Because of spam, I personally moderate all comments left on my blog. However, because of health issues, I will not be able to do so in the future.

If you have a personal question about LI or any related topic you can send me an email at I will try to respond.

Otherwise, this blog is now a legacy site, meaning that I am not updating it any longer. The basic information about LI is still sound. However, product information and weblinks may be out of date.

In addition, my old website, Planet Lactose, has been taken down because of the age of the information. Unfortunately, that means links to the site on this blog will no longer work.

For quick offline reference, you can purchase Planet Lactose: The Best of the Blog as an ebook on or Almost 100,000 words on LI, allergies, milk products, milk-free products, and the genetics of intolerance, along with large helpings of the weirdness that is the Net.

Saturday, August 16, 2008

Canadians To Survey Food Allergy Prevalence

How many people in the U.S. have a food allergy? For that matter, how many have each of the eight major food allergies?

Nobody really knows. All those numbers you see floating around? They're estimates based on, well, who knows what?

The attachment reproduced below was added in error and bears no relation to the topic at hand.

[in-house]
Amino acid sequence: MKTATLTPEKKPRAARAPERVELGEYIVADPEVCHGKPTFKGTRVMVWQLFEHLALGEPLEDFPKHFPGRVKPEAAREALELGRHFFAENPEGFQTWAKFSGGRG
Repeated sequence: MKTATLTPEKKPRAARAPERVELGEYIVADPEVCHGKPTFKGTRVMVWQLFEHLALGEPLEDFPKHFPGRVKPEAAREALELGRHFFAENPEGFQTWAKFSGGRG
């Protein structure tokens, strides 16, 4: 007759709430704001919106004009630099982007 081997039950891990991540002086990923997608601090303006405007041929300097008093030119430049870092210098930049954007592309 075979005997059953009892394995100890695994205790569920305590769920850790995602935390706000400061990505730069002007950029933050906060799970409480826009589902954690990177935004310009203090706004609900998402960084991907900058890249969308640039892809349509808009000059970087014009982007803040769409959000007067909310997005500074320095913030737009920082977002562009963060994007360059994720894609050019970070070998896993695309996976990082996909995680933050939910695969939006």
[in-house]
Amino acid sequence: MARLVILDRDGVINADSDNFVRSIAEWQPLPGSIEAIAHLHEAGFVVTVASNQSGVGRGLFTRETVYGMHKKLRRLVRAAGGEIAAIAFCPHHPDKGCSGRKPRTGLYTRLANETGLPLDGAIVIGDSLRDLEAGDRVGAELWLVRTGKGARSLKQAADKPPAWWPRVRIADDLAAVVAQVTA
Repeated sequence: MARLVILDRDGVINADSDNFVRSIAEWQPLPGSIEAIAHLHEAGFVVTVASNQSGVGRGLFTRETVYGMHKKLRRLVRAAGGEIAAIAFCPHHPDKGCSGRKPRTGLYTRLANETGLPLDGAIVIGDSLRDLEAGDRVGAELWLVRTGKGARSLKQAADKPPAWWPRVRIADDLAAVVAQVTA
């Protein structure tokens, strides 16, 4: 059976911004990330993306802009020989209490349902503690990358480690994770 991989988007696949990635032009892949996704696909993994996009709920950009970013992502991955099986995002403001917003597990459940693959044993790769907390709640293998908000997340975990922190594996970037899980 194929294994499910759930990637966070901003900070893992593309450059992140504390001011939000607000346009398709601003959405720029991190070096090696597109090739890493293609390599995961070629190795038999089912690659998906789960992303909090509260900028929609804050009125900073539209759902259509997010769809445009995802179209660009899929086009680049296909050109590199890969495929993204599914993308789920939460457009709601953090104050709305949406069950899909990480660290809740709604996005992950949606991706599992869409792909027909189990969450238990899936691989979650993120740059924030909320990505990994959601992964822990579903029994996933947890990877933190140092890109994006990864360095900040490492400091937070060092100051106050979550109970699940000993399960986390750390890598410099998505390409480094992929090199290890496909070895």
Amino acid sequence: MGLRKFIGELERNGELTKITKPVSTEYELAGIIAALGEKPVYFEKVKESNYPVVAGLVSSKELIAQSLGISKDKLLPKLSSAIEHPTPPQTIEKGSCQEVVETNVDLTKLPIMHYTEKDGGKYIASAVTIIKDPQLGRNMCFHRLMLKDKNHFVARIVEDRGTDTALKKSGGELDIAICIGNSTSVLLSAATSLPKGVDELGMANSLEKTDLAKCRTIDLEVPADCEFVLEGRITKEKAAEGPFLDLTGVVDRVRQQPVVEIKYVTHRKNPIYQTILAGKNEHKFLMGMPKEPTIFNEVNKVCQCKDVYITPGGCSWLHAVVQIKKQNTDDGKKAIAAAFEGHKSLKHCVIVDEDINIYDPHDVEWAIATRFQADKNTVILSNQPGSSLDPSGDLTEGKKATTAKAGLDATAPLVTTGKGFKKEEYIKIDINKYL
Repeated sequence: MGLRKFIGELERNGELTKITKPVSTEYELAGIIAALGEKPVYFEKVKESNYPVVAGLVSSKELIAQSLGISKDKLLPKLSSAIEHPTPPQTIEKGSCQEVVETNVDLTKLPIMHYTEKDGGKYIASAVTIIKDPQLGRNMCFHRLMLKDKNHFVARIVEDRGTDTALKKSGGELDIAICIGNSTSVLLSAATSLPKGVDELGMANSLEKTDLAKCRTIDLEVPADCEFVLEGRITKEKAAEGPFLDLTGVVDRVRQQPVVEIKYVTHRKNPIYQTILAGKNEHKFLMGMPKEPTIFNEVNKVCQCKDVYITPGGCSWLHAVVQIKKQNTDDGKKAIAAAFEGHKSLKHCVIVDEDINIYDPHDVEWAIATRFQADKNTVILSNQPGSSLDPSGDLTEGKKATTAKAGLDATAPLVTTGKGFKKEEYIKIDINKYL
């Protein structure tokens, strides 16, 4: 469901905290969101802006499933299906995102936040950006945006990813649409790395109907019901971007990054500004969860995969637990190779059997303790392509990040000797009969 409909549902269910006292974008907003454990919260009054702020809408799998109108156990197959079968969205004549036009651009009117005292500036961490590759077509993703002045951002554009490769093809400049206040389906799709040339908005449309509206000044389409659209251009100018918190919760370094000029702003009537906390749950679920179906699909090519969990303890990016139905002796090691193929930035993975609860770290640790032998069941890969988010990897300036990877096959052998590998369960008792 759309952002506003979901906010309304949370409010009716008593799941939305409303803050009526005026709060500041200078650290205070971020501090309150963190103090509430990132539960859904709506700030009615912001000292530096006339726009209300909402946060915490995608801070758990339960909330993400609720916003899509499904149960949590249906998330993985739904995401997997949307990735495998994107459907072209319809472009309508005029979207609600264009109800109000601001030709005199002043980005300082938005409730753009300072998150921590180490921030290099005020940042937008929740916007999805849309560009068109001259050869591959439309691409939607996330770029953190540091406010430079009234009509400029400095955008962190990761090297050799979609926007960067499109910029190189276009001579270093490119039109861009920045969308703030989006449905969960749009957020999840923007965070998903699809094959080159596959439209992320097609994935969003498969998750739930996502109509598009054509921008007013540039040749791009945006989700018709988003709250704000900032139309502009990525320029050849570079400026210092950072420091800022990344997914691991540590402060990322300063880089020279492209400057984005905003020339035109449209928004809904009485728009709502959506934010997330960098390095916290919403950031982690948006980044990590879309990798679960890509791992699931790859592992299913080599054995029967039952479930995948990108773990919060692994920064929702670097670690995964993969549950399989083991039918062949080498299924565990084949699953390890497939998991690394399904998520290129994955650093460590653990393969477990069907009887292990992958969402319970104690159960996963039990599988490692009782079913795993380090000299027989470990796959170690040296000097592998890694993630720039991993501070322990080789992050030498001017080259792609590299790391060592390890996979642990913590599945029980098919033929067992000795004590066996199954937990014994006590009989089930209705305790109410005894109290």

Other countries have this same problem, of course. Canada is going to do something about it.

As article in The Canadian Press announced that:

Researchers have launched a national survey to determine how many Canadians suffer from potentially fatal food allergies and how effective food labelling is in helping consumers avoid allergens that may be hazardous to their health.

Details of the survey of 9,000 Canadians were announced Wednesday, at the same time as federal Health Minister Tony Clement outlined proposed new labelling requirements for allergens, gluten sources and added sulphites in pre-packaged foods.

The survey by researchers at the Allergy, Genes and Environment Network (AllerGen), conducted in partnership with Health Canada, is aimed at nailing down the actual prevalence in the population of severe allergies to the "Big Five" - peanuts, tree nuts, fish, shellfish and sesame seeds.

This is exactly the kind of information that is needed in the U.S. as well. Maybe a new administration can call upon the CDC to do one.

Bookmark and Share

No comments: